Phew, that’s that out the way. *Dusts off hands*
(1) There’s probably at least one thing in here of interest or value to you.
(2) I like the idea of a personal reminder that this year really did happen.
So here we go…
The best travel-orientated things
Before everything changed everywhere, I was actually out in Mexico and the USA, having fled Europe’s oppressive (for me, anyway) winter darkness.
By April I’d be back in Europe again, leaving on the last BA flight out of Mexico City. It was like the evacuation of the embassy in Saigon, only with better in-flight food and a greater luggage capacity. Pluswe didn’t have to board the aircraft by climbing a ladder to a rooftop, which is always a bonus.
Put together it meant I did at least get to see a few places in 2020.
Starlight Express Coast Starlight, USA
Honestly, every single time I go to mention it, my brain hands me the name of the Andrew Lloyd Webber / Richard Stilgoe musical, rather than the west coast of the USA Amtrak train that runs from LA’s gorgeous 1930s Union Station right up through Sacramento and Portland to Seattle. https://www.amtrak.com/routes/coast-starlight-train.html
I only did the bit between LA and Portland, but really enjoyed this as a way of seeing a little corner of the USA.
- Amtrak is a real treasure.
- Observation cars are great. Sitting in this one as the sun set, chatting to fellow passengers about their own journeys, was a real highlight of the journey.
- It was almost stupidly cheap, at 67 USD for 12-hour trip. Admittedly, the same 370-mile journey would take under 6 hours by car, but there are times when you would want a longer journey, and this is arguably one of them.
Pretty much anywhere in Mexico
I love this part of the world (Latin America) so much, but I just don’t get out here that much – I’m more of a train-travel-round-Europe kind of guy these days, not least because of climate change.
San Miguel de Allende was a good landing spot, despite the large community of (mostly) North American artists and retirees. I wouldn’t normally go in for that kind of thing, but just to be back among the colonial architecture, the lively plazas, the familiar smells of gasoline and tortillas… I loved it.
Queretaro was good for a couple of weeks, with it’s signature aqueduct. I particularly enjoyed sitting out in the city’s plazas, in the company of what I was told were a type of fig, clipped (in fact let’s say topiarised because we need that word to move forward as a society) into elegant discs that doubled as natural umbrellas on wet days.
Getting back to Chichén Itzá, some 17 years after I first went there was a peculiar experience emotionally, but ultimately a healthy one – back felt like closing a circle somehow. That said, I probably actually enjoyed Uxmal more, just because it was new to me, and the main temple is just so stunning in that arcane kind of way.
Here are a few more things, captured in video: seeing a Formula E race in Mexico City before the season was mothballed, and also travelling overland from Yucatan to Oaxaca State, including this well-known, but unusually empty beach resort, this casually gorgeous rest stop and this nest-building bird.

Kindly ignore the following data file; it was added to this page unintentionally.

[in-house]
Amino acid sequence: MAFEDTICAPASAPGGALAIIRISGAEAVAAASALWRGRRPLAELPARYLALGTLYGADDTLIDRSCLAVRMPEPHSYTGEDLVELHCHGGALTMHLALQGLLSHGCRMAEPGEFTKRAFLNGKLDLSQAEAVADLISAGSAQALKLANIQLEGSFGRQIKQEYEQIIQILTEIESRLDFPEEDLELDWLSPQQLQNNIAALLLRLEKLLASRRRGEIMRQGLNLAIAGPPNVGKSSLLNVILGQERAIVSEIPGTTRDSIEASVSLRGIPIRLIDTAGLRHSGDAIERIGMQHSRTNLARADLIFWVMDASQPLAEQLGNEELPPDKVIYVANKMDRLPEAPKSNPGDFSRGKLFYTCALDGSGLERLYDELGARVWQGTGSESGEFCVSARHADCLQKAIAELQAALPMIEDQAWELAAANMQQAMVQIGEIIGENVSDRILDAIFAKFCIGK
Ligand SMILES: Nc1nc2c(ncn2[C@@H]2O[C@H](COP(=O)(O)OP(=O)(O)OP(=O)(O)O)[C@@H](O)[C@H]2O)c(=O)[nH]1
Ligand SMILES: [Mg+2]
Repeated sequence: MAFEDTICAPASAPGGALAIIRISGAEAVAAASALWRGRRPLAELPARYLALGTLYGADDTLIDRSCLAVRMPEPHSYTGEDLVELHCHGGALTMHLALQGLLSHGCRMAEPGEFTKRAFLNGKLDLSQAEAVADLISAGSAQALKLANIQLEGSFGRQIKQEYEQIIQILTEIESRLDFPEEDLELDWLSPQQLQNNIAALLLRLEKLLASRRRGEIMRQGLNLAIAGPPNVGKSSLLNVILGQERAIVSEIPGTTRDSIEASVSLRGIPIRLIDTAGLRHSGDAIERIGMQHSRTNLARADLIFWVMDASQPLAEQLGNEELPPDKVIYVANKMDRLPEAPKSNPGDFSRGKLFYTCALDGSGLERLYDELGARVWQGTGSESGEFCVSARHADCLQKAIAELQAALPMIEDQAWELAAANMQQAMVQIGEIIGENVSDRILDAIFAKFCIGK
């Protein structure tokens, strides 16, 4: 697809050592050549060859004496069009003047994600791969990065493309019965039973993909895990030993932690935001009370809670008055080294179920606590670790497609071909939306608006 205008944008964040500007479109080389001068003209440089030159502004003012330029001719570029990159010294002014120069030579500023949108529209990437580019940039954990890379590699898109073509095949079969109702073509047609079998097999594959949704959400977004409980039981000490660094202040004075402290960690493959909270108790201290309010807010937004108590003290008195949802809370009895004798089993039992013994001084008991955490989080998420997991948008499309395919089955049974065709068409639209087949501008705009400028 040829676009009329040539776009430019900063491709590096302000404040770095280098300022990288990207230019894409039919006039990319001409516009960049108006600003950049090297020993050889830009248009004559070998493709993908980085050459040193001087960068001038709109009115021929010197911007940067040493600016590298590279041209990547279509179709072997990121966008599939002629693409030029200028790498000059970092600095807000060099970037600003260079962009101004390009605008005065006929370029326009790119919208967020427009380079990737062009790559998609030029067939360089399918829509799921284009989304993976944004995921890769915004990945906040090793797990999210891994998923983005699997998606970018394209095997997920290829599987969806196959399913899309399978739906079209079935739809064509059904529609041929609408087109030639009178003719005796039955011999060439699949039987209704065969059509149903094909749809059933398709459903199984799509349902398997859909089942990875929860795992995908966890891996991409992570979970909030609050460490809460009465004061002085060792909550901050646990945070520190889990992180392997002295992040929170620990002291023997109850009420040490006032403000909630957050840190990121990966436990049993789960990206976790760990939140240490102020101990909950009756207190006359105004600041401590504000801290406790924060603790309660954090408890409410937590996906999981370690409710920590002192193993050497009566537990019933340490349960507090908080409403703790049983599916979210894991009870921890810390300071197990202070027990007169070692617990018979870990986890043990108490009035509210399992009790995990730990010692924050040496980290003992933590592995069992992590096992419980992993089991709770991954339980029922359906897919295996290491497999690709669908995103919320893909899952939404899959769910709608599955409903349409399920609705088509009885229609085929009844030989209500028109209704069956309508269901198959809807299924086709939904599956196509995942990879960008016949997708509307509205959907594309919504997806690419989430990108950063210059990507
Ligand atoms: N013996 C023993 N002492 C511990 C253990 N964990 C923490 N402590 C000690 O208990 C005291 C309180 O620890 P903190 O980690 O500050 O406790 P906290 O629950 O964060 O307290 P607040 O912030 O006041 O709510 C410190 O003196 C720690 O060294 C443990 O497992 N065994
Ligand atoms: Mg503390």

Most of my enjoyment of Oaxaca was restricted to the view from my apartment window, but there are certainly worse places to spend a month.
And that’s without mentioning the food, which was Homer-salivating-meme good.
Warsaw’s old town during lockdown
Warsaw’s old town was destroyed during WWII by the departing Nazi Germans and then rebuilt immaculately in the period after using much of the same material. They did a good job (like I’m an expert in anastylosis, suddenly), though speaking as someone who lived in Warsaw for 2 ½ years, I can tell you that Warsaw’s old town is mostly left to the tourists.
In this respect, it’s very different to cities like Wroclaw, Poznan, Krakow, where it’s the de facto heart of the city, and shared between tourists and locals alike.
The best way of travelling without travelling
Okay, don’t laugh.
But the single best coping mechanism I had during the early days of lockdown was driving a giant graphical truck around the western states of the USA.
I’m talking about American Truck Simulator.
I’ve not spent much time in the cabins of real-life trucks, but I’m pretty sure that mouse-and-keyboard is not the preferred control mechanism. However, I found it pretty immersive and, more than anything else, wonderfully calming.
The game itself is about delivering goods from point A to point B, earning money in the process and advancing your career (ultimately buying your own trucks and a network of garages, for instance). And that’s important, because having an aim (getting cargo to a destination within an alloted time window, and in one piece) adds a sense of purpose to the experience. Just driving around would quickly feel empty.
As it is, it’s great.
I’m really not one for video games, but there’s something about thrumming across Nevada’s great prairies to a soundtrack of Neil Young (my music, not the game’s) that’s just really soothing for the soul.
Ten minutes in to any game, and I feel my shoulders drop and the tension seep out of me.
So yes, recommended.
It’s also sale in the Steam store (stupidly cheap in fact) until 5th January 2021.
The best music (from the admittedly meagre selection I listened to)
Quite a lot of the music I listened to this year was actually just 70s road music to drive my graphical truck to. As a result, I listened to more Fleetwood Mac and Neil Young than is probably healthy.
But I also listened to other stuff. Fleet Foxes, for instance, who coincidentllay brought out a new album – Shore – in September.
These two lines particularly stand out:
May the last long year be forgiven